That's the good news.

The Obsession Becomes a Liability

The bad news is that at some point--and I don't know exactly when--my gung ho approach became a liability. …

The rest of this article is only available to active members of Questia

Sign up now for a free, 1-day trial and receive full access to:

  • Questia's entire collection
  • Automatic bibliography creation
  • More helpful research tools like notes, citations, and highlights
  • Ad-free environment

Already a member? Log in now.

Notes for this article

Add a new note
If you are trying to select text to create highlights or citations, remember that you must now click or tap on the first word, and then click or tap on the last word.
One moment ...
Default project is now your active project.
Project items

Items saved from this article

This article has been saved
Highlights (0)
Some of your highlights are legacy items.

Highlights saved before July 30, 2012 will not be displayed on their respective source pages.

You can easily re-create the highlights by opening the book page or article, selecting the text, and clicking “Highlight.”

Citations (0)
Some of your citations are legacy items.

Any citation created before July 30, 2012 will labeled as a “Cited page.” New citations will be saved as cited passages, pages or articles.

We also added the ability to view new citations from your projects or the book or article where you created them.

Notes (0)
Bookmarks (0)

You have no saved items from this article

Project items include:
  • Saved book/article
  • Highlights
  • Quotes/citations
  • Notes
  • Bookmarks
Notes
Cite this article

Cited article

Style
Citations are available only to our active members.
Sign up now to cite pages or passages in MLA, APA and Chicago citation styles.

(Einhorn, 1992, p. 25)

(Einhorn 25)

1

1. Lois J. Einhorn, Abraham Lincoln, the Orator: Penetrating the Lincoln Legend (Westport, CT: Greenwood Press, 1992), 25, http://www.questia.com/read/27419298.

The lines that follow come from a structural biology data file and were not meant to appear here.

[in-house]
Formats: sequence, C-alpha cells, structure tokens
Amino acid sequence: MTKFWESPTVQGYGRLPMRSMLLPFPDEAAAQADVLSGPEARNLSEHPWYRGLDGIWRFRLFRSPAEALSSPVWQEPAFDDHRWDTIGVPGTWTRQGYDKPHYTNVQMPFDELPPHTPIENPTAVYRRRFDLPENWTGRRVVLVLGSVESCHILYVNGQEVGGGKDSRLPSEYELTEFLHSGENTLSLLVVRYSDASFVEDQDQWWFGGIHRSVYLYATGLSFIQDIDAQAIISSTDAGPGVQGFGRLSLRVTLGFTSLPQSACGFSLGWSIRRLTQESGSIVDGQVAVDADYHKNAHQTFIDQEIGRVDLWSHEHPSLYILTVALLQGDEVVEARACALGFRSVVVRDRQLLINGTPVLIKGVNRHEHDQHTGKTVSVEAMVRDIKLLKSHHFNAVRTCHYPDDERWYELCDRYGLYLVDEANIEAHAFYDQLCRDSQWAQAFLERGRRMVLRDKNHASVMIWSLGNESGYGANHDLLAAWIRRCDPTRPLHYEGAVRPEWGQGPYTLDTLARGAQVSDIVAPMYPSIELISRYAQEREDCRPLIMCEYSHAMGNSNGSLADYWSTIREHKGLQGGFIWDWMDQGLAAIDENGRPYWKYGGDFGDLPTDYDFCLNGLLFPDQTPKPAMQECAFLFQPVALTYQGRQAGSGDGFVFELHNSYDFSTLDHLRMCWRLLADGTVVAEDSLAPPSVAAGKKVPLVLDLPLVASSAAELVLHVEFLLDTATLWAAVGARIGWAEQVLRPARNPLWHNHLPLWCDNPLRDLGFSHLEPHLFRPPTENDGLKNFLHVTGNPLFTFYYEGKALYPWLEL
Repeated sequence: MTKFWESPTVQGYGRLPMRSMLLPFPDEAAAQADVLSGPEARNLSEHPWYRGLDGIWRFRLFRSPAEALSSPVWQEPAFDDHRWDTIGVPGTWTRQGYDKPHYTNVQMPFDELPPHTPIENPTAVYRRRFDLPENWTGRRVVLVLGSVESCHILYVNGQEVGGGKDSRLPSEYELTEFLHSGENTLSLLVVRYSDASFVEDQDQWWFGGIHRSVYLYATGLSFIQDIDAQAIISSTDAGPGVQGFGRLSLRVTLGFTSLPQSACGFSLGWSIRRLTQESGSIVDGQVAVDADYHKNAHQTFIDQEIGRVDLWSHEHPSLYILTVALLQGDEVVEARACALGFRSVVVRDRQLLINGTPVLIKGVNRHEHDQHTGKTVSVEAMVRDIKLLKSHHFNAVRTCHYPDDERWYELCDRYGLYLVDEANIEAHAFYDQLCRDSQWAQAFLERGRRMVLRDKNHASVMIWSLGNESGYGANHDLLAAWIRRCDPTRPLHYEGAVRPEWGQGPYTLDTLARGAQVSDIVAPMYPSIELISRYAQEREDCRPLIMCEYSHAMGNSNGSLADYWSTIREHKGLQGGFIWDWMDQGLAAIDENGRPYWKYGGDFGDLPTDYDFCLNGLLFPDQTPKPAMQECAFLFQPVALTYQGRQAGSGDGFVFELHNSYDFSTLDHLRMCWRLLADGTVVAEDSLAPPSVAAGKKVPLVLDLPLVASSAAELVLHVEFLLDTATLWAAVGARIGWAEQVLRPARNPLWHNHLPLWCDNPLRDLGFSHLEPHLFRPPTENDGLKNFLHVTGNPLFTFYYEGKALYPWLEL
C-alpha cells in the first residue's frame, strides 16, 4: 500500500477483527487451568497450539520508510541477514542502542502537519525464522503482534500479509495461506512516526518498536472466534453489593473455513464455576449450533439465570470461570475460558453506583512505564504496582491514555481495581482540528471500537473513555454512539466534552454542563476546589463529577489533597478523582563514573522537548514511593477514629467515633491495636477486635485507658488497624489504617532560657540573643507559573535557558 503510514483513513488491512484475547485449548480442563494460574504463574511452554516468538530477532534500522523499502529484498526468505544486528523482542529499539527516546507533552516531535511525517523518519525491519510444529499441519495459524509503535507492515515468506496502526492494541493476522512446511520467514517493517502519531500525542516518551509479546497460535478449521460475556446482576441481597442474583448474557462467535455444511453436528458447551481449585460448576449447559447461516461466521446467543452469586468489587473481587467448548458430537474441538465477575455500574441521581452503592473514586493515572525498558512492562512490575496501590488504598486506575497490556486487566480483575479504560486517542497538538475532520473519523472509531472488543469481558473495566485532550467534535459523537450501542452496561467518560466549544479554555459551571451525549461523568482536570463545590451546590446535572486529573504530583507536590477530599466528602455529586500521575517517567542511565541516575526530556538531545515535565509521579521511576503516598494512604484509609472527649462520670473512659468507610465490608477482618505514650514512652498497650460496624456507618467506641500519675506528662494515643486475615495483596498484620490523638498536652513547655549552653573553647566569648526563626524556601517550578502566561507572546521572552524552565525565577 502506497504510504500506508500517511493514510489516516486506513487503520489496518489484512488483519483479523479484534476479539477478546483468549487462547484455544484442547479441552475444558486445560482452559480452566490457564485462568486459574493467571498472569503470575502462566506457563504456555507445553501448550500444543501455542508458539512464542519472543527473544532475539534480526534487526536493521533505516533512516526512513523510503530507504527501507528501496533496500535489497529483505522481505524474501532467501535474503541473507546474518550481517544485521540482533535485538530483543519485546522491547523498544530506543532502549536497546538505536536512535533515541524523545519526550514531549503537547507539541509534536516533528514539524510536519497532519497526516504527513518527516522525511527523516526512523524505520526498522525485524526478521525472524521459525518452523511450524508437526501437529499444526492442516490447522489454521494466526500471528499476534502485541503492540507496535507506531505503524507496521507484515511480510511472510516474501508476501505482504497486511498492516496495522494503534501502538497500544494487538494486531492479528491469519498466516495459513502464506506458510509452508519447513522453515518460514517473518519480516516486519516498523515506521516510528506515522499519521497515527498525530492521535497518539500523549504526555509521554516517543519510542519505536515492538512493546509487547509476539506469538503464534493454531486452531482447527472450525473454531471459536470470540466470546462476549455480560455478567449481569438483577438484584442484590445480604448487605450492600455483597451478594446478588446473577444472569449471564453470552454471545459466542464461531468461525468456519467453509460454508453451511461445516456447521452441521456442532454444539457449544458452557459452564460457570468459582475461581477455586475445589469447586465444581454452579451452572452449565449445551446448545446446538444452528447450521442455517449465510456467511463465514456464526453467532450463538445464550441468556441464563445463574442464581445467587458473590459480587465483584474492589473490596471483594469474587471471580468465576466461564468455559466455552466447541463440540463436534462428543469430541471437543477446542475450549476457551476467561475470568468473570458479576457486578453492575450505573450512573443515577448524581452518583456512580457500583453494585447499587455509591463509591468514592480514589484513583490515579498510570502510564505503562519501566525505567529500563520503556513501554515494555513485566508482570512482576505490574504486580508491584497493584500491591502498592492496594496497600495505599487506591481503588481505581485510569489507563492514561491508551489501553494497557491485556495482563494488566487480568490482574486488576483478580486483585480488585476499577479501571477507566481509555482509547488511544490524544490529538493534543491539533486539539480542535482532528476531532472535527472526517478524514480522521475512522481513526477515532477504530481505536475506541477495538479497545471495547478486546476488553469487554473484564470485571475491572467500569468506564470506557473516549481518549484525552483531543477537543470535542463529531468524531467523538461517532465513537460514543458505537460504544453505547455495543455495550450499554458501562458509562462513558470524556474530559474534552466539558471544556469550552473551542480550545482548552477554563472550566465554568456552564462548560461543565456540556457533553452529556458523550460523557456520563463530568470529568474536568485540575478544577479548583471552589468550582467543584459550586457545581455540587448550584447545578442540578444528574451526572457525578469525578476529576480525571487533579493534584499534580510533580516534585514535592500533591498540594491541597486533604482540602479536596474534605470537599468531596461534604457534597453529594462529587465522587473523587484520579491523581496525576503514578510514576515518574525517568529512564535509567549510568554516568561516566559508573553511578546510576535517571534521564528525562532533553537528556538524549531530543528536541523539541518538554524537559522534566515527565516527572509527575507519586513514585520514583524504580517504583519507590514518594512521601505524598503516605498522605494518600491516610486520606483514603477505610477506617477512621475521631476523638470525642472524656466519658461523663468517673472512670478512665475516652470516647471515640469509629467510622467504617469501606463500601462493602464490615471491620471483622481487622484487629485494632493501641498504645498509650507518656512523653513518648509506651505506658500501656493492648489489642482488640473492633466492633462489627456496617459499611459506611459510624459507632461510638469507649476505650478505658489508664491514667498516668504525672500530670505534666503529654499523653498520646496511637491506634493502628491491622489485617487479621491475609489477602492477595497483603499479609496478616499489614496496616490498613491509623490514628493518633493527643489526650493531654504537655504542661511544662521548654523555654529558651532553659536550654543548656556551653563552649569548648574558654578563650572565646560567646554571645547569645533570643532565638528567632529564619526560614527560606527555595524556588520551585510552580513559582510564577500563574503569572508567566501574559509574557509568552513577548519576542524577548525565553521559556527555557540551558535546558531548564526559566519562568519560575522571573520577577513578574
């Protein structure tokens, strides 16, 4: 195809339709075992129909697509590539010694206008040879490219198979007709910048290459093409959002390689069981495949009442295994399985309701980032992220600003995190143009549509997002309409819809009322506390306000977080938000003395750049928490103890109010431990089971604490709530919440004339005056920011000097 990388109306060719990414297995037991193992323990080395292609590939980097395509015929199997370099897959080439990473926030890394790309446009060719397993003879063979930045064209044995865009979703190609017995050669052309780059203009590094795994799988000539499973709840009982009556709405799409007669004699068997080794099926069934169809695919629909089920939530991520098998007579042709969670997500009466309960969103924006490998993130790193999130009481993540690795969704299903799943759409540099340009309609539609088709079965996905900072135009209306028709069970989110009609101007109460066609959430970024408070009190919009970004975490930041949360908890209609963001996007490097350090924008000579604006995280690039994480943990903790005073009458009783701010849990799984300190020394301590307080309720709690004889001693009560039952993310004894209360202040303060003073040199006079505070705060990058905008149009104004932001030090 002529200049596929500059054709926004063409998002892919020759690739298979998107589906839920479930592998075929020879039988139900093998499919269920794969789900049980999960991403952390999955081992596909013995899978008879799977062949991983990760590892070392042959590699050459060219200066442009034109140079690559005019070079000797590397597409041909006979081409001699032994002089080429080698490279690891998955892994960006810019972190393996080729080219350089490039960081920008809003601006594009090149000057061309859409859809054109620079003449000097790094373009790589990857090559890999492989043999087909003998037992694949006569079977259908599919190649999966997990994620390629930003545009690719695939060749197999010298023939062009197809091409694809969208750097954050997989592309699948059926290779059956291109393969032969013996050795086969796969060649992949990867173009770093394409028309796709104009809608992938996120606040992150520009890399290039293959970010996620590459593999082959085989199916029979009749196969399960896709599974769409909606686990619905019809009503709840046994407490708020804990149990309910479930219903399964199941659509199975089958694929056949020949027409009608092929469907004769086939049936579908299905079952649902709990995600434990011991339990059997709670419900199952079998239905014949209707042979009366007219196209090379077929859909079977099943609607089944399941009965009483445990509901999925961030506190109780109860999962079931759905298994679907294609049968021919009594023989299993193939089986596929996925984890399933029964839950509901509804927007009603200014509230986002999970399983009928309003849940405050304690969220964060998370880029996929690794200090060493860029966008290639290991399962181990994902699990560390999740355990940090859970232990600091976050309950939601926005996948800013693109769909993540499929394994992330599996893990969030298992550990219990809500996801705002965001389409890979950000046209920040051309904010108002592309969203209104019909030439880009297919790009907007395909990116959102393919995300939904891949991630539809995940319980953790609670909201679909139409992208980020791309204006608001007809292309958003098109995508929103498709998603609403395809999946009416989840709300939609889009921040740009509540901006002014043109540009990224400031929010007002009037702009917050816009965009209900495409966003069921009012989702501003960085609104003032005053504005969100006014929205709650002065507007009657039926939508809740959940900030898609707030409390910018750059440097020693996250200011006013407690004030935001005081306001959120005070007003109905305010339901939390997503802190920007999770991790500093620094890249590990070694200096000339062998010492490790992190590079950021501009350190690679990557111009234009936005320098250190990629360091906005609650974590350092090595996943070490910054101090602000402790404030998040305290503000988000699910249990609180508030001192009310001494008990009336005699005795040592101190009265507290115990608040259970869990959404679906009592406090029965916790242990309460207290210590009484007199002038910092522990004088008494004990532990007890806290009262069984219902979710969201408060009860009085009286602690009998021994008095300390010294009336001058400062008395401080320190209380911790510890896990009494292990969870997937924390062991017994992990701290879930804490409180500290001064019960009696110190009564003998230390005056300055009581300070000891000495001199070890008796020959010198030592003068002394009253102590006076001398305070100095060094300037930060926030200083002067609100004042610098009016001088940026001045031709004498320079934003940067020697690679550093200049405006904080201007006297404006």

Cited article

The Allure of the Web: A Rookie Political Reporter Retreats from His Early Reliance on Political Web Sites and Blogs
Settings

Settings

Typeface
Text size Smaller Larger Reset View mode
Search within

Search within this article

Look up

Look up a word

  • Dictionary
  • Thesaurus
Please submit a word or phrase above.
Print this page

Print this page

Why can't I print more than one page at a time?

Full screen

matching results for page

Cited passage

Style
Citations are available only to our active members.
Sign up now to cite pages or passages in MLA, APA and Chicago citation styles.

"Portraying himself as an honest, ordinary person helped Lincoln identify with his audiences." (Einhorn, 1992, p. 25).

"Portraying himself as an honest, ordinary person helped Lincoln identify with his audiences." (Einhorn 25)

"Portraying himself as an honest, ordinary person helped Lincoln identify with his audiences."1

1. Lois J. Einhorn, Abraham Lincoln, the Orator: Penetrating the Lincoln Legend (Westport, CT: Greenwood Press, 1992), 25, http://www.questia.com/read/27419298.

Cited passage

Welcome to the new Questia Reader

The Questia Reader has been updated to provide you with an even better online reading experience.  It is now 100% Responsive, which means you can read our books and articles on any sized device you wish.  All of your favorite tools like notes, highlights, and citations are still here, but the way you select text has been updated to be easier to use, especially on touchscreen devices.  Here's how:

1. Click or tap the first word you want to select.
2. Click or tap the last word you want to select.

OK, got it!

Thanks for trying Questia!

Please continue trying out our research tools, but please note, full functionality is available only to our active members.

Your work will be lost once you leave this Web page.

For full access in an ad-free environment, sign up now for a FREE, 1-day trial.

Already a member? Log in now.